Mexico’s Mónica Lozano, producer of Alejandro González Iñarritu’s “Amores Perros” and Eugenio Derbéz’s “Instructions Not Included,” has boarded “Cepeda,” an envelope-pushing Mexico-set procedural, turning on a Mexican cop who’s an Indigenous woman and great at her job.
Development over the last two years has been financed by Acuña’s Chile-based Promocine. Put back, however, by the pandemic, the project is now set up at Lozano’s Mexico City production house Alebrije Producciones, one of Mexico’s most active forces in international production, behind Carlos Carrera’s Quirino Award winner “Ana y Bruno” and Fox’s “Run Coyote Run.”
“Cepeda” is written by Chile’s Julio Rojas, who has shot to global fame as creator of Podcast phenom “Caso 63.” Rojas also served as story editor on Lucía Puenzo’s “La Jauría,” and writer on Pablo Fendrik’s “El Refugio” and Matías Bize’s “The Life of Fish,” selected by Variety in 2020 as one of the 10 best foreign films in the last decade still without U.S. distribution.
The boundary-breaking series will be directed by Chile-based Nicolás Acuña, a key figure in the build of Latin American premium TV drama and director of “Allende, The Thousand Days,” which made a splash last week at San Sebastián, He was also the creator of the pioneering series “Besieged” and producer-director of big budget “Inés of My Soul,” backed by Spain’s RTVE and Prime Video.
“Cepeda” begins with the discovery of a dead woman worker at an all powerful multinational mining corporation in Mexico.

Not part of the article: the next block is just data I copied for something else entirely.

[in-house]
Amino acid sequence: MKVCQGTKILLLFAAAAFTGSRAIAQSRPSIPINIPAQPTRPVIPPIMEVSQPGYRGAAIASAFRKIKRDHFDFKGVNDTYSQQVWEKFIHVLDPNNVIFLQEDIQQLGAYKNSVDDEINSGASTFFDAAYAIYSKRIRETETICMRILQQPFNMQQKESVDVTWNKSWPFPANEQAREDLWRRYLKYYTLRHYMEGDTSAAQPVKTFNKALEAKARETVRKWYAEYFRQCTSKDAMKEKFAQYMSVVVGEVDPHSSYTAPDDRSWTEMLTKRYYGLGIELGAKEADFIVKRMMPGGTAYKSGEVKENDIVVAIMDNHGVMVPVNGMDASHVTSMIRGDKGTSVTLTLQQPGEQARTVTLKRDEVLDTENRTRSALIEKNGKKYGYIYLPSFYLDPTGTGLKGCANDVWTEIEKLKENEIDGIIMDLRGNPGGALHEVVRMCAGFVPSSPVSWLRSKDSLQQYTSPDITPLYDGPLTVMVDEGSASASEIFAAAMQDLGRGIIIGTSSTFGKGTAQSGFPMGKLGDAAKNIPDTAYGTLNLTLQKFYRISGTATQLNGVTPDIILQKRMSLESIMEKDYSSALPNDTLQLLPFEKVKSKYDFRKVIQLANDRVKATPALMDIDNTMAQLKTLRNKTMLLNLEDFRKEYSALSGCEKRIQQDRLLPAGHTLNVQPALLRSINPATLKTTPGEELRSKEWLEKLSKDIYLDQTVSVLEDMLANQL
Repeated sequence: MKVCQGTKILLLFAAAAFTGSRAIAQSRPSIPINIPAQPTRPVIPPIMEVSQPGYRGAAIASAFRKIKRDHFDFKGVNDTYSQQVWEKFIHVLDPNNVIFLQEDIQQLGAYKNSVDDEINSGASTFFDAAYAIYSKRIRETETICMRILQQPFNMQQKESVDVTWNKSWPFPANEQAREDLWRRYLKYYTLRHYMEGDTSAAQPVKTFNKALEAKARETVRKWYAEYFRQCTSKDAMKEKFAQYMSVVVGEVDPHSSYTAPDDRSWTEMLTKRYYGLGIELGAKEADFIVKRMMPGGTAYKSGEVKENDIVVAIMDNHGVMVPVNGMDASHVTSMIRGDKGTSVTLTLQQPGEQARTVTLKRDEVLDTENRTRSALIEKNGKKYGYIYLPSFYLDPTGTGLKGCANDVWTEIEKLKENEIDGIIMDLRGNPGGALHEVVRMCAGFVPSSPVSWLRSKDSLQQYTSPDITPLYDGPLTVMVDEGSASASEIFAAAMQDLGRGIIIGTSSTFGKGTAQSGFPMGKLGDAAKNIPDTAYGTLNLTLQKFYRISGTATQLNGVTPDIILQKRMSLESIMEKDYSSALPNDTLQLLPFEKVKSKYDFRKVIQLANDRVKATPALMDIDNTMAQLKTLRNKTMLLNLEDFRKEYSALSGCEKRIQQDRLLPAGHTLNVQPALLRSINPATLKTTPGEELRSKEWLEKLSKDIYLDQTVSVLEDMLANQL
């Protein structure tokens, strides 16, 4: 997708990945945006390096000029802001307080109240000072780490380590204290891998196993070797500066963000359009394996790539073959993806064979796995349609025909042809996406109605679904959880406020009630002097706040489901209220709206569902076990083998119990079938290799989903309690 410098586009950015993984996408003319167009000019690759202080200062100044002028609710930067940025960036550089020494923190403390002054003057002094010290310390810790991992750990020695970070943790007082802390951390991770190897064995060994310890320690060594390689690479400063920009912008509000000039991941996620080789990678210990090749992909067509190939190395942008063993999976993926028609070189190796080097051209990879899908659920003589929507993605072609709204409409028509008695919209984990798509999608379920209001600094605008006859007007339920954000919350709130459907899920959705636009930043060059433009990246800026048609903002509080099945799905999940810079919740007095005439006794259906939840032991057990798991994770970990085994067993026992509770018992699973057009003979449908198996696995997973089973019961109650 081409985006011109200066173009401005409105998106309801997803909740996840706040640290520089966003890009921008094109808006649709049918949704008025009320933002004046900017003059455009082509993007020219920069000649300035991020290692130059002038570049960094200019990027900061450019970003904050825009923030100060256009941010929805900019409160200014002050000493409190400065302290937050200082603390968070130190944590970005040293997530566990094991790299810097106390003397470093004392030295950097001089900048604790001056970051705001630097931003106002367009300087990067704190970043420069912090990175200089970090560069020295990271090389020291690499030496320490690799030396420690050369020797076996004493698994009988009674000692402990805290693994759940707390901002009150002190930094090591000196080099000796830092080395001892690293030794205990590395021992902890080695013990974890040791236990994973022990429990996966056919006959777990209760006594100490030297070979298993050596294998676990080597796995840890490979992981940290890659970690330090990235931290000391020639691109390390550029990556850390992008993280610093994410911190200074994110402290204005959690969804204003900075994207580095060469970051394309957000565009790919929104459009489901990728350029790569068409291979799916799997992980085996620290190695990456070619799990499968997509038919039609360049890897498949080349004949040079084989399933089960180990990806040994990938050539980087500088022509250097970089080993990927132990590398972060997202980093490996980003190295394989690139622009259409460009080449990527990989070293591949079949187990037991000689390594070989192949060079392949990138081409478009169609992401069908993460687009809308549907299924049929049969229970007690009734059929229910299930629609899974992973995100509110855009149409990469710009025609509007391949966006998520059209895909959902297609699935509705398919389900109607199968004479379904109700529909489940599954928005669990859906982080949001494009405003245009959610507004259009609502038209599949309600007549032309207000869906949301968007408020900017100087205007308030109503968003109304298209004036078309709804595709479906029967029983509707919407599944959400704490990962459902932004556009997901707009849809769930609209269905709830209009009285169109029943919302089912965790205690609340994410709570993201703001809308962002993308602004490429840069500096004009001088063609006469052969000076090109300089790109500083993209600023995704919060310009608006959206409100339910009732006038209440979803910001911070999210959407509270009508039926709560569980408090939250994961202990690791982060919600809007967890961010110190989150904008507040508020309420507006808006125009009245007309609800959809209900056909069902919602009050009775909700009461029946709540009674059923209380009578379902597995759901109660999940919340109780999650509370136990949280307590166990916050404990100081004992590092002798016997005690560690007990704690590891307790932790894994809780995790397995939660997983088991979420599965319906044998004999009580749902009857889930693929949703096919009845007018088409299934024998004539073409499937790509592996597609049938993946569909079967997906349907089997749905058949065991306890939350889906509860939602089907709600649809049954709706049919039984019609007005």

A police detective in homicides, specialising in femicides, Cepeda is given the case and ends up pitted against the mining giant. Much of the series turns, however, on the contrary character of Cepeda herself, Acuña said at Iberseries & Platino Industria, where he will present “Allende.”
“She’s pretty butch: People assume she’s a lesbian, but she isn’t. She loves to dance, thought to be liberal, but has more conservative values. She has a problem with alcohol and loneliness, but is one hell of a good cop,” he explained.
“The project has an attractive team and it’s a subject which is so deeply painful,” said Lozano. “So many woman are looking for their daughters or sisters who have disappeared and saying: ‘Enough!’ We can’t go on. We have to change this reality and one way to do so is to visualise it.”
Bowing recently on TVN, Chile’s public broadcaster, “Allende, The Thousand Days” punched the best ratings of the day on the channel for each of its four episodes. It will screen soon on RTVE, which has acquired Spanish rights.
A Chile-Spain-Argentina co-production, “Allende” is lead produced by Chile’s Parox, with its co-head Leonora González serving as showrunner. Spain’s Mediterráneo Media Entertainment and Argentina’s Aleph, Mente Colectiva and HD Argentina co-produce. Sold by Onza Distribution, the fiction series stars the “reliably superb” Alfredo Castro, as Variety describes him – though hidden under heavy prosthetics – as Allende after he won general elections, becoming Chile’s first socialist president.
“The series describes intimate details of Allende which generally aren’t well known, plumbing the humanity of a person who is often just a face. It explore what’s behind the figure, bringing out, for example, his large sense of humor,” said Acuña. “Pinochet made Allende laugh, for example. Allende didn’t believe he would attack the presidential palace,” he added.
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